Daddy, Why am I special?

“Hey kiddo, you sure are special.” I suspect many kids hear this often from their parents. I know my kids do.

In fact, since my kids were little, I have told them three things almost every day of their lives: “I love you, you’re special, and I love being your daddy.” As they’ve gotten older, we even converted this into our very own sign – three fingers sticking up, each representing an element of my reminder to them. As they are getting out of the car for school in the morning, I typically flash three fingers at them. In response, Grant, my seven year old, is always good for a “I know dad – you love me, I’m special and you love being my . . .” as the car door slams.

So, the other night, we got to talking right before bed, and Grant asked me, “Daddy, why am I special?”

“Good question,” I replied, as I bought myself some time to compose an answer. “Why do you think you are special?” I asked.

“Because I was adopted?” Grant replied, as if asking me to confirm that he got the answer right.

In Grant’s response, I was reminded of something that we as adoptive parents must be sensitive about. Our adoption stories are indeed special, full of miracles, joy and blessing. Our children are special, themselves a miracle and a joy and a blessing. But our children are not special in the same way that our adoption stories are special. Even more importantly, our children are not special because of our adoption stories.

Our children are so much more than a story – more than a past, present, and future. They are fearfully and wonderfully made in the image of a loving and gracious God. They are passionately loved by this same God and they are objects of His pursuing and redeeming grace. They were made by Him and for Him. This is what makes them special and imbues them with unimaginable worth.

I know firsthand how our understanding of adoption changes over time. This is true for us as parents as well as for our children as adopted persons. Maybe “changes” is not the right word – maybe our understanding simply becomes more complete. As the years go by and the complexities of our story become more evident and understandable, we and our children gain new perspectives and discover varying emotions and realities associated with how “we” came together as a family. Some of these perspectives reveal a fresh sense of amazement and wonder; some of these emotions and realities can be difficult and even painful. As a result, it is important that our children are neither defined nor valued in relation to their adoption story.

Having collected my thoughts, I replied to Grant, “No, silly. You’re not special because you were adopted – although I do think you have a pretty special story. Why are you special?”

“Because God made me?” he replied.

“That’s right,” I said. “And who loves you?”

“You do,” he said.

“But who loves you more?” I quickly replied.

“God does, I know.”

“Hey, Grant . . .” flashing three fingers as I walked toward the door.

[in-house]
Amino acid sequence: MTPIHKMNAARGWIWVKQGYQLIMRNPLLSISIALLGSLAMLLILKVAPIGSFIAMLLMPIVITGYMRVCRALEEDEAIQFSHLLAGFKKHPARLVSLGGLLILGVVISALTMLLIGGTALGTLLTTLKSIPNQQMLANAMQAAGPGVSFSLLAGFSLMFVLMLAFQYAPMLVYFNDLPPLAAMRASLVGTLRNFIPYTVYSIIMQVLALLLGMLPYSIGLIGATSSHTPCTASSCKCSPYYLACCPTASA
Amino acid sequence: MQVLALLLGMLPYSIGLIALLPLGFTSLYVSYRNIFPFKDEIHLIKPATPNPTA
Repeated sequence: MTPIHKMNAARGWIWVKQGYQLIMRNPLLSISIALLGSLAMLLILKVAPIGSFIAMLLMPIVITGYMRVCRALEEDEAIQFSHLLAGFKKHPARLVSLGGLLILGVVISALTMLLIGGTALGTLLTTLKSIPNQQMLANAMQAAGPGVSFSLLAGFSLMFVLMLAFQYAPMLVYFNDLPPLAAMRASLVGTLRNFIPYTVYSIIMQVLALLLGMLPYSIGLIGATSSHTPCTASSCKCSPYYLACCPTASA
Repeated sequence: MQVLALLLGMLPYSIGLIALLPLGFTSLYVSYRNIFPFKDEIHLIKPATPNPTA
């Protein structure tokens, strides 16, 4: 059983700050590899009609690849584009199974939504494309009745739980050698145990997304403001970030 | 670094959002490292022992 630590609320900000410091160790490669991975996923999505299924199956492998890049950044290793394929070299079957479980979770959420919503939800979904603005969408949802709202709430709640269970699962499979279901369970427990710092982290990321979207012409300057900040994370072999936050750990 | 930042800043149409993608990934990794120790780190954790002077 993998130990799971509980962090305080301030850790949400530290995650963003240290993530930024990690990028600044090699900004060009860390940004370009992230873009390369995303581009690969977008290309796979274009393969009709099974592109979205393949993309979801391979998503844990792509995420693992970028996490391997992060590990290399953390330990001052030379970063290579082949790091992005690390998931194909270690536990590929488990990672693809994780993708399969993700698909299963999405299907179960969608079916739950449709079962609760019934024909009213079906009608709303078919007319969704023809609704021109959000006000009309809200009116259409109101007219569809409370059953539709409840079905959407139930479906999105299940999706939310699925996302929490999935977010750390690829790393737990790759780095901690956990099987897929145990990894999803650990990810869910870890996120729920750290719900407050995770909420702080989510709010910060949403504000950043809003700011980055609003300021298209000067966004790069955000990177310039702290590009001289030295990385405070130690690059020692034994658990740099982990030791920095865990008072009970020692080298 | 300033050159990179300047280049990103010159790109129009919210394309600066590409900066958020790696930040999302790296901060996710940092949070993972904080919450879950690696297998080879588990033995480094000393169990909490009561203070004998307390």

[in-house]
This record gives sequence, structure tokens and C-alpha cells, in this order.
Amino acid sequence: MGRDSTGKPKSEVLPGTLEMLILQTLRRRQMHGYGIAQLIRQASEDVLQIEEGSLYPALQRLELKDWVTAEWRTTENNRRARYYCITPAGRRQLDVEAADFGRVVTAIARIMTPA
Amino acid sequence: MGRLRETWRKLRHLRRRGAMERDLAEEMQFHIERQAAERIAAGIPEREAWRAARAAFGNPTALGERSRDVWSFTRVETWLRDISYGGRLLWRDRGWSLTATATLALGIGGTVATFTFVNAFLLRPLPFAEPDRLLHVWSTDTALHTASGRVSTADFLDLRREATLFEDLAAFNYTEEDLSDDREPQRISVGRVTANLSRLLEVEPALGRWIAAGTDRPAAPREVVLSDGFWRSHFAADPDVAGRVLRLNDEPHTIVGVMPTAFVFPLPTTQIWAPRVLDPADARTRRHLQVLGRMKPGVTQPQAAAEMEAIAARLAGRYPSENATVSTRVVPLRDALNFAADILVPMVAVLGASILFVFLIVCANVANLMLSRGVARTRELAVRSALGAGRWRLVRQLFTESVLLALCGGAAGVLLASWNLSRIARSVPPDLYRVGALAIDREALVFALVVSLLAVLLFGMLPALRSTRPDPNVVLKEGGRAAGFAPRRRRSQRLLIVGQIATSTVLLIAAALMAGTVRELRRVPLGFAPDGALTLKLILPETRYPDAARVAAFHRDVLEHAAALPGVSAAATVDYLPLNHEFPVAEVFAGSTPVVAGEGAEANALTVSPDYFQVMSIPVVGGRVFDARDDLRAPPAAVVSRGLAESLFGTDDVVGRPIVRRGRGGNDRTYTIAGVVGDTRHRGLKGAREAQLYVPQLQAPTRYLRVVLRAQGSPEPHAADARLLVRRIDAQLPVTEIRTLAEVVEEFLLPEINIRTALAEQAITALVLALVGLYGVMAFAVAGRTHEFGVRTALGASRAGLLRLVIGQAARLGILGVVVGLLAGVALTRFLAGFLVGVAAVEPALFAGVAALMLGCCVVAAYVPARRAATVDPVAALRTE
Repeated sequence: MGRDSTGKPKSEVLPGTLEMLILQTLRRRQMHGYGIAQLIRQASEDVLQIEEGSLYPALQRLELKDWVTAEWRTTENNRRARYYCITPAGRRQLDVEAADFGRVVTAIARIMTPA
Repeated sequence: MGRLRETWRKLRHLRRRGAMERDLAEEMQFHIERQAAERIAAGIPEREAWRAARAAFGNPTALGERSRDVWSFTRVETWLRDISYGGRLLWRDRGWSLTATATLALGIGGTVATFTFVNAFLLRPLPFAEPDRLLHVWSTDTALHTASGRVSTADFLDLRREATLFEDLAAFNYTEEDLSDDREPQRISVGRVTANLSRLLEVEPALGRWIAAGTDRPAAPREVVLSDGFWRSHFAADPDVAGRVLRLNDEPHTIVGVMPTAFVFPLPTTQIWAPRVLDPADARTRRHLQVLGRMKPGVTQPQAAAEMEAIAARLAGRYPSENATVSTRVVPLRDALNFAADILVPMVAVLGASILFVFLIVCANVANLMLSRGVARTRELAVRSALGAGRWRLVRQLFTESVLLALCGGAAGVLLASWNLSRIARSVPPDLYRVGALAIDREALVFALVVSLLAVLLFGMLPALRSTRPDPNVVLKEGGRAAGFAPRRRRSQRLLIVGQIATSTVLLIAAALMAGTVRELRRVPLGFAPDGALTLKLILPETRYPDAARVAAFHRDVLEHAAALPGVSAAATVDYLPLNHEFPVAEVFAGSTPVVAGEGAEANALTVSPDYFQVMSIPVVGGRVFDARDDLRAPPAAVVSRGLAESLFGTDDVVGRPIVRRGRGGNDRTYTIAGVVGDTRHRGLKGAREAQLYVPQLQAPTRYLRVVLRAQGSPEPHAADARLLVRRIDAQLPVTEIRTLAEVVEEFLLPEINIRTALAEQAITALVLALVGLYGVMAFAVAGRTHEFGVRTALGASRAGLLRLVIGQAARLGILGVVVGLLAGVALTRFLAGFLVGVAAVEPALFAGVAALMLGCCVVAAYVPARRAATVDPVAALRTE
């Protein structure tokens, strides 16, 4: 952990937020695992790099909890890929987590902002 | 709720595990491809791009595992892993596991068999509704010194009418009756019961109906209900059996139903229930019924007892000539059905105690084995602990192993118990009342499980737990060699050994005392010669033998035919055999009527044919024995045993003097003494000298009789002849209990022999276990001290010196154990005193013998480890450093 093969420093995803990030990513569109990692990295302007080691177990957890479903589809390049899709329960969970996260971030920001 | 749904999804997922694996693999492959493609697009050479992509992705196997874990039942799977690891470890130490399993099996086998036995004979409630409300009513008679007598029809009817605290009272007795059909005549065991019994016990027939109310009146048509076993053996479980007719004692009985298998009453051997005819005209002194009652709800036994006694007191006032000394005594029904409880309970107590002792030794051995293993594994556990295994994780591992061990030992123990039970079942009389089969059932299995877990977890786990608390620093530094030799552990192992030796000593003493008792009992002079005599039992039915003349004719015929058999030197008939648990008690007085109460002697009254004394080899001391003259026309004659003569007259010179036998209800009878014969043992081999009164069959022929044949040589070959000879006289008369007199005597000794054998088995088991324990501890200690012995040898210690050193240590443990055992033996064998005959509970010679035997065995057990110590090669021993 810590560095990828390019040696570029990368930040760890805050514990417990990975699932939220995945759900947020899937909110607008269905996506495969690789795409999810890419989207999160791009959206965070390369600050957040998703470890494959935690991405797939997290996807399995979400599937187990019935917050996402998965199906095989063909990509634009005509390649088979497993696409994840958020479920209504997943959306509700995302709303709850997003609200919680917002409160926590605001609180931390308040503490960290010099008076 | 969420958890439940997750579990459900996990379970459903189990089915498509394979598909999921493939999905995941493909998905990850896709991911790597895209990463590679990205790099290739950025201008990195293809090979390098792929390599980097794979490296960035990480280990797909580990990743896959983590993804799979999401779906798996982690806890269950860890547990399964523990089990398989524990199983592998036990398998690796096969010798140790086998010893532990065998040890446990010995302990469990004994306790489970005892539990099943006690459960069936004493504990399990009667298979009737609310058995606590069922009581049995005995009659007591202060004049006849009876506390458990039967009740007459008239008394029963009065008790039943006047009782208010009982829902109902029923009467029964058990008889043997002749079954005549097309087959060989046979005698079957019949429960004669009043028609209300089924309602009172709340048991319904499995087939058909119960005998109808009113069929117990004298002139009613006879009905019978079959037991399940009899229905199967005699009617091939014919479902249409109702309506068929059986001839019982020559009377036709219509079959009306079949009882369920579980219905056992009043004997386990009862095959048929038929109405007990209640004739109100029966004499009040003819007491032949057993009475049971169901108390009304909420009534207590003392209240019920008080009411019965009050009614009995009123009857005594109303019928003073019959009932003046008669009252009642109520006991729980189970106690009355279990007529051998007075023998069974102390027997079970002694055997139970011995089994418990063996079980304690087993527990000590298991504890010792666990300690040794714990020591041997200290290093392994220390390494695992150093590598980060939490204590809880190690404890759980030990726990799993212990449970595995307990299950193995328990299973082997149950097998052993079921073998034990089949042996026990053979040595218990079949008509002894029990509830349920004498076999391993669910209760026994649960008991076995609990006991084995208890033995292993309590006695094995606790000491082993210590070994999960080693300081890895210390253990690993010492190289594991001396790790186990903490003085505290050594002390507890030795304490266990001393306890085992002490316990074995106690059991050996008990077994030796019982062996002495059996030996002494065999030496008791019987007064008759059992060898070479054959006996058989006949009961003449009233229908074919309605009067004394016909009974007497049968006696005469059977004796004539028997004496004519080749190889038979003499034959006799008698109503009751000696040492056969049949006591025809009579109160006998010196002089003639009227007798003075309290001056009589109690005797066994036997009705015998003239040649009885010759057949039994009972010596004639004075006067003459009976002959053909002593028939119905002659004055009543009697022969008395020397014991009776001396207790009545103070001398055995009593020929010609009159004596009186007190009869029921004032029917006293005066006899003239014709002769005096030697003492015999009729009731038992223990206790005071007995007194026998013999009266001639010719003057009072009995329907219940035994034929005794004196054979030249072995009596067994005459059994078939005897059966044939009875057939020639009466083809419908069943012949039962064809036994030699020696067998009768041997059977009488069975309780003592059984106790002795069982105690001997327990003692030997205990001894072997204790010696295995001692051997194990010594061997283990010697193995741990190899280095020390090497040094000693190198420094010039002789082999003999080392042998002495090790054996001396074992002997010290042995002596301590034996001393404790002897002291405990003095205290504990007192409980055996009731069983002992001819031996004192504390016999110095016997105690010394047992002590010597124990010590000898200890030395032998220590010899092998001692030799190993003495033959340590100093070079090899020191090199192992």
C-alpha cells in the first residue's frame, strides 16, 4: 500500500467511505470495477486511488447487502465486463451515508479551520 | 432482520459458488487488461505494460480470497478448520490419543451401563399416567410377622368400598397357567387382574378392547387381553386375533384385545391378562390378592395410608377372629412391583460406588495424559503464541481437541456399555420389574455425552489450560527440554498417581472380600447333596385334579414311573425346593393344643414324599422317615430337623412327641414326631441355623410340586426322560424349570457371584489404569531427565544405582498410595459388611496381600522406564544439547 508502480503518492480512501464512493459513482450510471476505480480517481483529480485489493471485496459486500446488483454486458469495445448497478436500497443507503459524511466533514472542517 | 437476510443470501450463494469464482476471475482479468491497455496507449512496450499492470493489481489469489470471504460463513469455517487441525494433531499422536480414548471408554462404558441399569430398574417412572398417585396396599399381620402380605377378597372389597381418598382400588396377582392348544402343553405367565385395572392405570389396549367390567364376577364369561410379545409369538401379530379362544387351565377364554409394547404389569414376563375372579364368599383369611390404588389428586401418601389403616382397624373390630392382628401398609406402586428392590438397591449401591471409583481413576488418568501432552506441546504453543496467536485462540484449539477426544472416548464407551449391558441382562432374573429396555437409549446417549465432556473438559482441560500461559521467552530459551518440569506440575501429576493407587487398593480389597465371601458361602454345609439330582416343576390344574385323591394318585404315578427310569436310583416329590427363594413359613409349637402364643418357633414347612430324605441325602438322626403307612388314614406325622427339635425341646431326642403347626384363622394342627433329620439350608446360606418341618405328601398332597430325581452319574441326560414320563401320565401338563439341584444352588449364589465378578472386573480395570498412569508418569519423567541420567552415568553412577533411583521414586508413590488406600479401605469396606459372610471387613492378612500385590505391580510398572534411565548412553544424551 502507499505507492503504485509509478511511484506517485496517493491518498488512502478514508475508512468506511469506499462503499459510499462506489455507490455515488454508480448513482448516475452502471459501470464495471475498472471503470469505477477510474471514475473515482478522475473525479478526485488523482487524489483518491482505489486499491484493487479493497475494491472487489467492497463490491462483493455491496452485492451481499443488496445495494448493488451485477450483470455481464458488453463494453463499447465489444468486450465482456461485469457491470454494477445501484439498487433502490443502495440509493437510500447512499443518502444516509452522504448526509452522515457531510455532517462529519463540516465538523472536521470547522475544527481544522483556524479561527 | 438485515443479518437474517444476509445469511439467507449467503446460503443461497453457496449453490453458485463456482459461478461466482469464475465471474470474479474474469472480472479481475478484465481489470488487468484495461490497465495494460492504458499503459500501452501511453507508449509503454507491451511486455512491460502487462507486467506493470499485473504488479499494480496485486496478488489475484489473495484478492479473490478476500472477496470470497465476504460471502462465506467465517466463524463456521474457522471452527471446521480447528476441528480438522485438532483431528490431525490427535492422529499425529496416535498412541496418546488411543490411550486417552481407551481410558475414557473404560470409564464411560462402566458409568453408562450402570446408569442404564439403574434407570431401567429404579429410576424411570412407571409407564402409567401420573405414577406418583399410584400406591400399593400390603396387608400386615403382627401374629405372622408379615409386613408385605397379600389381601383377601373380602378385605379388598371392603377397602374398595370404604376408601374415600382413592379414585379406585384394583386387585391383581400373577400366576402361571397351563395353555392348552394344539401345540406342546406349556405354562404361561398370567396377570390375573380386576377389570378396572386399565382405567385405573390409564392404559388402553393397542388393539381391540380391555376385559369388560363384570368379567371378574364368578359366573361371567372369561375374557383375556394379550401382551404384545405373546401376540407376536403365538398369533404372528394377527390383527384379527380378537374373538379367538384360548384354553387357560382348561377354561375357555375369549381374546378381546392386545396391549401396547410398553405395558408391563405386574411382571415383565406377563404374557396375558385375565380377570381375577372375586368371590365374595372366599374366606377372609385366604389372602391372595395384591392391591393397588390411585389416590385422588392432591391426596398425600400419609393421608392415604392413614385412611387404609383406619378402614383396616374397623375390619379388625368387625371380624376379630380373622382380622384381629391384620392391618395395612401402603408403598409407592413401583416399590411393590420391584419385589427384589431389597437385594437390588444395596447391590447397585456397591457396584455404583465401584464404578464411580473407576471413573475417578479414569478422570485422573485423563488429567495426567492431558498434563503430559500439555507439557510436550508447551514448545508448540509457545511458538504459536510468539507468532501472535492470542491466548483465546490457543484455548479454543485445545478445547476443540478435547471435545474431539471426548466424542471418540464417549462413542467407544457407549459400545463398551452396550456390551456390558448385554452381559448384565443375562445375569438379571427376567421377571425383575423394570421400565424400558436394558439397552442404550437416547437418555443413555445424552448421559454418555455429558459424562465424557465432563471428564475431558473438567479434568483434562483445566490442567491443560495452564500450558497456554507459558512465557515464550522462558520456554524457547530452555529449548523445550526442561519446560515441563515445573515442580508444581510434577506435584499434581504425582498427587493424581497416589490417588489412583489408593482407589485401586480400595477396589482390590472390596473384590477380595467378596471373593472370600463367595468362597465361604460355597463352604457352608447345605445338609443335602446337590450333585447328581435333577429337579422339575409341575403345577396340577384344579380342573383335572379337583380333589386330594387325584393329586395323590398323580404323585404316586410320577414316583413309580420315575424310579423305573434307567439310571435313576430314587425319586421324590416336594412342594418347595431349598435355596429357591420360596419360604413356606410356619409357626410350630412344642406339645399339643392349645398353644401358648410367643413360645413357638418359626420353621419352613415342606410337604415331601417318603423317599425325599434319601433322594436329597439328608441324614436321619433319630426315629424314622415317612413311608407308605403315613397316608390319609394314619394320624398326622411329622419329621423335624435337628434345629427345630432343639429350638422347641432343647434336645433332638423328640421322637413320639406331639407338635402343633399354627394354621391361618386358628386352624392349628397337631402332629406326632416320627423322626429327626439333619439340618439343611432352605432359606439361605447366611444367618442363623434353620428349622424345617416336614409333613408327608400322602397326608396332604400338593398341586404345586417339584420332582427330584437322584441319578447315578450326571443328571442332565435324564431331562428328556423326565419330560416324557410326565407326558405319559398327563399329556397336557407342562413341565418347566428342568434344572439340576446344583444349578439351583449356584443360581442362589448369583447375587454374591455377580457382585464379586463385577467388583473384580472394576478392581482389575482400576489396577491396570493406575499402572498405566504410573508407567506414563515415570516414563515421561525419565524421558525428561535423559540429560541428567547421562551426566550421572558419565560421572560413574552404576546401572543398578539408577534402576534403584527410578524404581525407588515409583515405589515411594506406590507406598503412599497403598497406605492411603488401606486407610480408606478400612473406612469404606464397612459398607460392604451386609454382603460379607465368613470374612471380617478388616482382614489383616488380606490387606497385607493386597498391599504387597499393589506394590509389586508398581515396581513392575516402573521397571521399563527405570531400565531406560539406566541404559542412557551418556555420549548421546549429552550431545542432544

“I know, you love me, I’m special, and you love being my daddy,” he said.

How true that is.


Michael Monroe

Michael and his wife Amy are the proud parents of four children, each welcomed into their family through adoption. Together they lead Tapestry, the adoption and foster care ministry at Irving Bible Church in Irving, TX. In addition, they lead the DFW Alliance of Adoption and Orphan Care Ministries, a network of over 25 churches in the Dallas/Ft. Worth area, as well as Empowered To Connect, an online educational resource for adoptive and foster parents and church ministries. As part of this effort, Michael and Amy coauthored, together with Dr. Purvis, Created to Connect: A Christian’s Guide to The Connected Child. This blog post was originally published on the Adoptive Dads blog on September 21, 2009.

Grafted In

I’ve been doing some research about grafting lately. And, believe me, research is needed because gardening is not my thing. Maybe it will be my thing when my kids are a bit older. But, as I look out my back windows and see my garden overtaken by grass and weeds, I have to remind myself that I’m growing kids not prize-winning tomatoes.

So, here’s what I’ve learned so far:

Grafting by a master gardener takes two separate plants and binds them into one so that they now grow together as one plant, a more beautiful plant at that. You could graft two apple trees to make one tree that produces two different kinds of apples. Or, you could graft rose bushes to produce a plant with many varied colored flowers. Rather than create a genetically new plant variety through grafting, the plant actually keeps the two separate genetic codes but grows together as one, maintaining both the two original identities as well as creating a new identity as one.

Besides producing an interesting or more beautiful plant, grafting is also sometimes necessary. For example, if a plant does not have a good root system, it will die. Grafting it into a larger, more established tree which will become its root system will save the plant. Furthermore, grafting enables a plant which is no longer fruitful but has deep roots to become fruitful and useful again.

In order for grafting to be successful, 4 conditions must be met:

  • The two plants must be compatible to begin with. And, sometimes the only way of knowing this is through research and trial by a master gardener.